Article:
The Victory was hit again before it could fire, and this time the ship was ripped from stem to stern.  The hulk tumbled away as her sister ships tried to avenge her.  The three remaining Federation cruisers managed to get two shots off with their 150mm lasers, and one with their spinal 250mm laser, causing multiple hull breaches, before the big ship speared the Swiftsure with eighteen particle beams, knocking her shields down and scoring her armor.  The Swiftsure valiantly returned fire causing a hull breach, and then forty-one AMM’s roared in and struck the embattled Dregluk ship.  Six were intercepted short of the behemoth, but the remaining thirty-five peppered the big ship, causing multiple hull breaches.  The Leviathan and Intrepid fired again as well, causing more damage, followed by the Swiftsure’s lasers.

Admiral Law shook his head as the Dregluk ship absorbed all of the Federation firepower and just kept on coming.  More AMM’s roared in, pelting the big ship, and the Federation cruisers swirled around it, stabbing it with their lasers.  Finally, at last, the Dregluk ship exploded as the Intrepid and the Leviathan’s spinal lasers stabbed deeply into its interior. 

During the battle with the lead ship, two more of Dregluk Alpha-1’s 28,550 ton behemoths had approached to 820,000 kilometers.  Admiral Law orders his cruisers to intercept and turns his anti-missile ships back towards the jump point.  The anti-missile ships began firing as they withdrew.   The lead Dregluk ship was hit by multiple AMM salvoes, and slowed slightly, but then the cruisers came into range.  Before the Federation ships could fire, the Swiftsure was hit by thirty-three particle beams and gutted.  The ship wasn’t destroyed, but it was effectively out of the battle.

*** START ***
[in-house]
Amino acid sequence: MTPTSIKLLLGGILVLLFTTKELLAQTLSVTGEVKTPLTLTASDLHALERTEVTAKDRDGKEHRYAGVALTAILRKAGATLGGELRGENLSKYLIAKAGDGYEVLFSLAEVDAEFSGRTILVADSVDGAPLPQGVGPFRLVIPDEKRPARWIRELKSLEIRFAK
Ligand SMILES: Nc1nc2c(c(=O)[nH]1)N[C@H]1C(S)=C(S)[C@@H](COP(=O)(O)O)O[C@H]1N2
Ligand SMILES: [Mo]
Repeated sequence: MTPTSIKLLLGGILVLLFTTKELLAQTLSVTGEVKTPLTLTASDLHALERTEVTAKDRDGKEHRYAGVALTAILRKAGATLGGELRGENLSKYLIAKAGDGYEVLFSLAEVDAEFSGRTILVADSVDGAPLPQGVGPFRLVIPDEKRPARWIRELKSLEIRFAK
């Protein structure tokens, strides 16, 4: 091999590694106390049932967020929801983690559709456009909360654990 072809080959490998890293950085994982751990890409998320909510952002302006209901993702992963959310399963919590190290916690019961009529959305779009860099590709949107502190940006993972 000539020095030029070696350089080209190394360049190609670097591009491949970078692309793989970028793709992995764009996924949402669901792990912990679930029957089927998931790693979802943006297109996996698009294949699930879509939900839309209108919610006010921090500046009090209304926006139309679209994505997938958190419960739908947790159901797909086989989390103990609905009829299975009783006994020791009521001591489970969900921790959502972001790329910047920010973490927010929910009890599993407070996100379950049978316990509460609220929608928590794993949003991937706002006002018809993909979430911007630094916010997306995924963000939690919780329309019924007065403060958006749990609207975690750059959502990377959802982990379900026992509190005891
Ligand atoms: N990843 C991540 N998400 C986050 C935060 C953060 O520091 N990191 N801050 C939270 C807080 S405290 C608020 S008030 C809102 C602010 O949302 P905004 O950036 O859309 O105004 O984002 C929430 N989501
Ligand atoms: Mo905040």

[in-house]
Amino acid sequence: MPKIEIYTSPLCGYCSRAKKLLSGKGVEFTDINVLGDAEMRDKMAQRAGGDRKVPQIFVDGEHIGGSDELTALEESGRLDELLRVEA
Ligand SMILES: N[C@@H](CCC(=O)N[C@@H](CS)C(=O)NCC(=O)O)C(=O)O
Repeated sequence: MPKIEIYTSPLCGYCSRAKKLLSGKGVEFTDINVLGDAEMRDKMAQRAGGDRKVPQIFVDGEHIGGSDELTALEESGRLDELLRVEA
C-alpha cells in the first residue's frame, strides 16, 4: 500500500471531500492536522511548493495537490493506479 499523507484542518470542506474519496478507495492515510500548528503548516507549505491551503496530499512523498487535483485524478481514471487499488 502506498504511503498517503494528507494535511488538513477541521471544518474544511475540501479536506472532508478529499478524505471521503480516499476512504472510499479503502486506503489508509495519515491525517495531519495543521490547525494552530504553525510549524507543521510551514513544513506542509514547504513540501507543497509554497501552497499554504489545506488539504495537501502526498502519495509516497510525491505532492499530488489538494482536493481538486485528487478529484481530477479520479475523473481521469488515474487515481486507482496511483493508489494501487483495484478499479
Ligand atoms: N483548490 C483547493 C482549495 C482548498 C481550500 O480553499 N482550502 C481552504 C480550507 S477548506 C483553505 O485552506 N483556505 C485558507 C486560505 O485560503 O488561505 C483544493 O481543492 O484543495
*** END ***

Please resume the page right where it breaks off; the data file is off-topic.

The Intrepid was next, hit while still attempting to close to effective range.  A grand total of fifty-three particle beams hit the Federation ship, and when the fireball cleared there was nothing left but a few life pods speeding away.  That left the Leviathan.  The valiant Federation cruiser began pounding the big Dregluk ship, cycling its lasers as quickly as its laboring crew could recharge their capacitors.  As the cruiser’s lasers stabbed into the Dregluk ship AMM salvoes roared in, pockmarking the big ship with explosions, some of which penetrated its increasingly ragged armor.  Finally, the Leviathan’s luck ran out and the Federation cruiser was speared by a massive particle beam salvo that ripped the ship apart.  The Dregluk ships then swatted the Swiftsure from space as they passed.  The retreating Federation anti-missile ships continued to launch salvoes at the oncoming Dregluk ships.  Admiral Law intended to run his magazines dry, if that was what it took to slow the Dregluk ships enough for his remaining force to escape.  On August 23, at 047 hours, the last Federation AMM hit its target.  Of the three remaining Dregluk ships in Dregluk Alpha-1, two are reduced to 3,909 kps, while the third was capable of 4,048 kps.  That was just enough slower than the Bihar that they would be able to escape.  The Mars was substantially faster than the Dregluk ships, but the Nimitz, their attached scout, was only capable of 3,600 kps.